Everyday we are bombarded with a plethora of investment advice. We see it in magazines and newspapers and we hear it on the radio and TV. But is any of this advice sound; or is it just noise?
The first thing to do is to look at the source. Much of the media operates with an incentive to fatten their own pocketbooks. Their goal is to grow their audience and their advertising revenue. Publications like Money, SmartMoney, and others, try to accomplish this by running stories with catchy headlines such as: ?The Next Qualcomm? or ?Top Stocks to Buy Now!?. Readers are motivated to purchase the publication to learn how they can get rich quick. If only it were that easy.
Television and radio financial shows are no different. How often do you hear the host describe the latest day's move in the market by mentioning a particular factor? Have you ever heard ?Stocks moved lower due to economic concerns? or ?Stocks moved higher as investors shrugged off economic concerns?? These shows also seem to imply that you should have known this ahead of time and reacted accordingly. They create a sense of urgency and anxiety that motivates you to watch or listen more.
The media understands how emotional people can be ? especially with their money. They try to instill the belief that you need to know the future to be a successful investor. With that in mind, they churn out forecast after forecast, often relying on the opinions and hunches of their sources on Wall Street. Often these sources are analysts and brokers who are plagued by their own conflicts of interest. In the end, the media gets their 'sizzle?; the source gets their promotion; and the confused investor is left to sift through all of the questionable advice.
One crystal ball prediction that usually holds true is that the more you trade, the more you lose. Transaction costs, commissions, and bad timing all erode the value of your portfolio. Of course you will never hear that message from Wall Street. They make too much money on your transactions. Most of the media will forget to tell you that too. They are too busy hyping the ridiculous headlines that sell magazines and keep advertisers happy.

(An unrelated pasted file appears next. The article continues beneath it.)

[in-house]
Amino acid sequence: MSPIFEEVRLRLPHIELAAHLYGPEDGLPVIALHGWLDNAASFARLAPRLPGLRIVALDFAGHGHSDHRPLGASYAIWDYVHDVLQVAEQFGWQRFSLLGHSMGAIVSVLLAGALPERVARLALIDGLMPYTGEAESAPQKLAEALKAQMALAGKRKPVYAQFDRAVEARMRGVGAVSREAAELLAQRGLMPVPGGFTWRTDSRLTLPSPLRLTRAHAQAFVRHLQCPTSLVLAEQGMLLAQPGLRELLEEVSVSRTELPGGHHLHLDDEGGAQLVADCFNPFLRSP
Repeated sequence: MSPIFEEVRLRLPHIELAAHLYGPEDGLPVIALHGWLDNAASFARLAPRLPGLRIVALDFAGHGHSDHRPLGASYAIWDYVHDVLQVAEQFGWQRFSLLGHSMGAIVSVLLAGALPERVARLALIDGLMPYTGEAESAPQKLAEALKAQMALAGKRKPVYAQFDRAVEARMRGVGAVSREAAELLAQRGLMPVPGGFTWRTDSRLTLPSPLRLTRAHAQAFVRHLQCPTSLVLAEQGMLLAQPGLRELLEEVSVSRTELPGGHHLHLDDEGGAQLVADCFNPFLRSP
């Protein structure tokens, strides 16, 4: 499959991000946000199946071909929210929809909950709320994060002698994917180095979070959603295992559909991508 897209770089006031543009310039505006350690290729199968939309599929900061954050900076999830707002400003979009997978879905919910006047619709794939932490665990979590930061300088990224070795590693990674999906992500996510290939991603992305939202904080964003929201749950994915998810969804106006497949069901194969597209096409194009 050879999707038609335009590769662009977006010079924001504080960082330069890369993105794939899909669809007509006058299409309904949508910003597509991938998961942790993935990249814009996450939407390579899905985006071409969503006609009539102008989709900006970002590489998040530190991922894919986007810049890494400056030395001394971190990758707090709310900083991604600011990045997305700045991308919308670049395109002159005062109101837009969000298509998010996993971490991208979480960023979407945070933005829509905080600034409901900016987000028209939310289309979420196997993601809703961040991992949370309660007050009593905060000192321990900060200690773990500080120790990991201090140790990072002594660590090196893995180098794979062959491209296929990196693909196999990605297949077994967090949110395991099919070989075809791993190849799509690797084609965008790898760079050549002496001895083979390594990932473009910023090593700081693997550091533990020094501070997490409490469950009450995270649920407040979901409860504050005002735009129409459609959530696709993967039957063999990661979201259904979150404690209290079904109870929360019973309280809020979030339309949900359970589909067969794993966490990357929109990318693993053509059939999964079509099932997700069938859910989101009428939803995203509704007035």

It is unfortunate that the successful investment strategies that incorporate diversification, index funds, and ?buy and hold? rarely make headlines. Can you blame the media though? They need to answer to advertisers and they know they can't hold an audience with such a boring message. Therein lies the conflict. Successful investing is not supposed to be exciting. If your adrenaline levels swell, the focus is probably on short-term speculation rather than long-term gains.
Trying to tune out the financial noise is difficult though. Human nature, being what it is, will always pay attention to big outrageous headlines and sexy predictions. Just like with other cosmic commercials that try to predict the future, these messages should come with the disclaimer ?for entertainment purposes only?. Once you recognize them for what they are ? entertainment value, and not a source of advice to act on ? you?ll be much more successful at investing.